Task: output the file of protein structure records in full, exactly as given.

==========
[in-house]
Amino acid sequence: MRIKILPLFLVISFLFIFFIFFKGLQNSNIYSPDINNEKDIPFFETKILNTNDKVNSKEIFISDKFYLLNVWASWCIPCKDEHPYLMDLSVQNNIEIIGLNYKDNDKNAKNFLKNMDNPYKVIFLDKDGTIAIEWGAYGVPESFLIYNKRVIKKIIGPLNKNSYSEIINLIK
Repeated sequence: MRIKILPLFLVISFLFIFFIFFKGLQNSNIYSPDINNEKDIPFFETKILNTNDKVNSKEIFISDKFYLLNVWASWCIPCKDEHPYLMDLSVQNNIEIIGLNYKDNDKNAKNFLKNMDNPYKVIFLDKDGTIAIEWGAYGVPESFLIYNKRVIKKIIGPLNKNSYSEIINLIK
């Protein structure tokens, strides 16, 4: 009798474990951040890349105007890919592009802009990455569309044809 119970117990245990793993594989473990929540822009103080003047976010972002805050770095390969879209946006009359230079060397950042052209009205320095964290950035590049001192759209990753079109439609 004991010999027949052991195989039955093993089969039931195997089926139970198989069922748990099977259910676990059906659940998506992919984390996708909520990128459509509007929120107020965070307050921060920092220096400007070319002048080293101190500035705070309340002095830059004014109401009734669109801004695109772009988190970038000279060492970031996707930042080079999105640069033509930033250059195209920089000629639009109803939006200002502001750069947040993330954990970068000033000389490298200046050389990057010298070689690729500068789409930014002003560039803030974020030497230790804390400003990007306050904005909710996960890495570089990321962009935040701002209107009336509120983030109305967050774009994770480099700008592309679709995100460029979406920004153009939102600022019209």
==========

[in-house]
Amino acid sequence: MRIKILPLFLVISFLFIFFIFFKGLQNSNIYSPDINNEKDIPFFETKILNTNDKVNSKEIFISDKFYLLNVWASWCIPCKDEHPYLMDLSVQNNIEIIGLNYKDNDKNAKNFLKNMDNPYKVIFLDKDGTIAIEWGAYGVPESFLIYNKRVIKKIIGPLNKNSYSEIINLIK
Repeated sequence: MRIKILPLFLVISFLFIFFIFFKGLQNSNIYSPDINNEKDIPFFETKILNTNDKVNSKEIFISDKFYLLNVWASWCIPCKDEHPYLMDLSVQNNIEIIGLNYKDNDKNAKNFLKNMDNPYKVIFLDKDGTIAIEWGAYGVPESFLIYNKRVIKKIIGPLNKNSYSEIINLIK
């Protein structure tokens, strides 16, 4: 009798474990951040890349105007890919592009802009990455569309044809 119970117990245990793993594989473990929540822009103080003047976010972002805050770095390969879209946006009359230079060397950042052209009205320095964290950035590049001192759209990753079109439609 004991010999027949052991195989039955093993089969039931195997089926139970198989069922748990099977259910676990059906659940998506992919984390996708909520990128459509509007929120107020965070307050921060920092220096400007070319002048080293101190500035705070309340002095830059004014109401009734669109801004695109772009988190970038000279060492970031996707930042080079999105640069033509930033250059195209920089000629639009109803939006200002502001750069947040993330954990970068000033000389490298200046050389990057010298070689690729500068789409930014002003560039803030974020030497230790804390400003990007306050904005909710996960890495570089990321962009935040701002209107009336509120983030109305967050774009994770480099700008592309679709995100460029979406920004153009939102600022019209």